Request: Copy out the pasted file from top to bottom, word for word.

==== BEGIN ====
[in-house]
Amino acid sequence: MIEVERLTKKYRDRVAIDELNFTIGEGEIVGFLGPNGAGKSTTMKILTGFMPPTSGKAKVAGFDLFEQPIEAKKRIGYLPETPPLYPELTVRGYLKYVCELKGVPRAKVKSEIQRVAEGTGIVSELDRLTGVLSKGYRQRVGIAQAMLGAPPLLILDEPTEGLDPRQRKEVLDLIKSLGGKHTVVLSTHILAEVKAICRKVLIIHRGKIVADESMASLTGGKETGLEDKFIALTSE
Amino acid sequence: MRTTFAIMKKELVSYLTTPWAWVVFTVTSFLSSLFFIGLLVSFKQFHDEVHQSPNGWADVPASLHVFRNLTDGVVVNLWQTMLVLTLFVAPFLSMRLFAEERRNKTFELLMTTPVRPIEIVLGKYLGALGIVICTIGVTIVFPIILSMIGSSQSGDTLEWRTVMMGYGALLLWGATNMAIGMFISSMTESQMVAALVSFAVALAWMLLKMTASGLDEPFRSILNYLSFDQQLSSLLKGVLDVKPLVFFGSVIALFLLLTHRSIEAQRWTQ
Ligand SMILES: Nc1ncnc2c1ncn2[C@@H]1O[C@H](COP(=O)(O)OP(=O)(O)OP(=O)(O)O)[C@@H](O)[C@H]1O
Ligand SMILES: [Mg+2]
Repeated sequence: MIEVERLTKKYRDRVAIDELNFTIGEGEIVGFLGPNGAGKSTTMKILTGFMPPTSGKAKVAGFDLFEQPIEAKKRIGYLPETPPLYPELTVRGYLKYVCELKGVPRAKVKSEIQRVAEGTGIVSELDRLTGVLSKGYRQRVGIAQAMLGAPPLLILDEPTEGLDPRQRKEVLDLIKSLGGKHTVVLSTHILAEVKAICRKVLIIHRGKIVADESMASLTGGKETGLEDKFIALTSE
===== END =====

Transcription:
[in-house]
Amino acid sequence: MIEVERLTKKYRDRVAIDELNFTIGEGEIVGFLGPNGAGKSTTMKILTGFMPPTSGKAKVAGFDLFEQPIEAKKRIGYLPETPPLYPELTVRGYLKYVCELKGVPRAKVKSEIQRVAEGTGIVSELDRLTGVLSKGYRQRVGIAQAMLGAPPLLILDEPTEGLDPRQRKEVLDLIKSLGGKHTVVLSTHILAEVKAICRKVLIIHRGKIVADESMASLTGGKETGLEDKFIALTSE
Amino acid sequence: MRTTFAIMKKELVSYLTTPWAWVVFTVTSFLSSLFFIGLLVSFKQFHDEVHQSPNGWADVPASLHVFRNLTDGVVVNLWQTMLVLTLFVAPFLSMRLFAEERRNKTFELLMTTPVRPIEIVLGKYLGALGIVICTIGVTIVFPIILSMIGSSQSGDTLEWRTVMMGYGALLLWGATNMAIGMFISSMTESQMVAALVSFAVALAWMLLKMTASGLDEPFRSILNYLSFDQQLSSLLKGVLDVKPLVFFGSVIALFLLLTHRSIEAQRWTQ
Ligand SMILES: Nc1ncnc2c1ncn2[C@@H]1O[C@H](COP(=O)(O)OP(=O)(O)OP(=O)(O)O)[C@@H](O)[C@H]1O
Ligand SMILES: [Mg+2]
Repeated sequence: MIEVERLTKKYRDRVAIDELNFTIGEGEIVGFLGPNGAGKSTTMKILTGFMPPTSGKAKVAGFDLFEQPIEAKKRIGYLPETPPLYPELTVRGYLKYVCELKGVPRAKVKSEIQRVAEGTGIVSELDRLTGVLSKGYRQRVGIAQAMLGAPPLLILDEPTEGLDPRQRKEVLDLIKSLGGKHTVVLSTHILAEVKAICRKVLIIHRGKIVADESMASLTGGKETGLEDKFIALTSE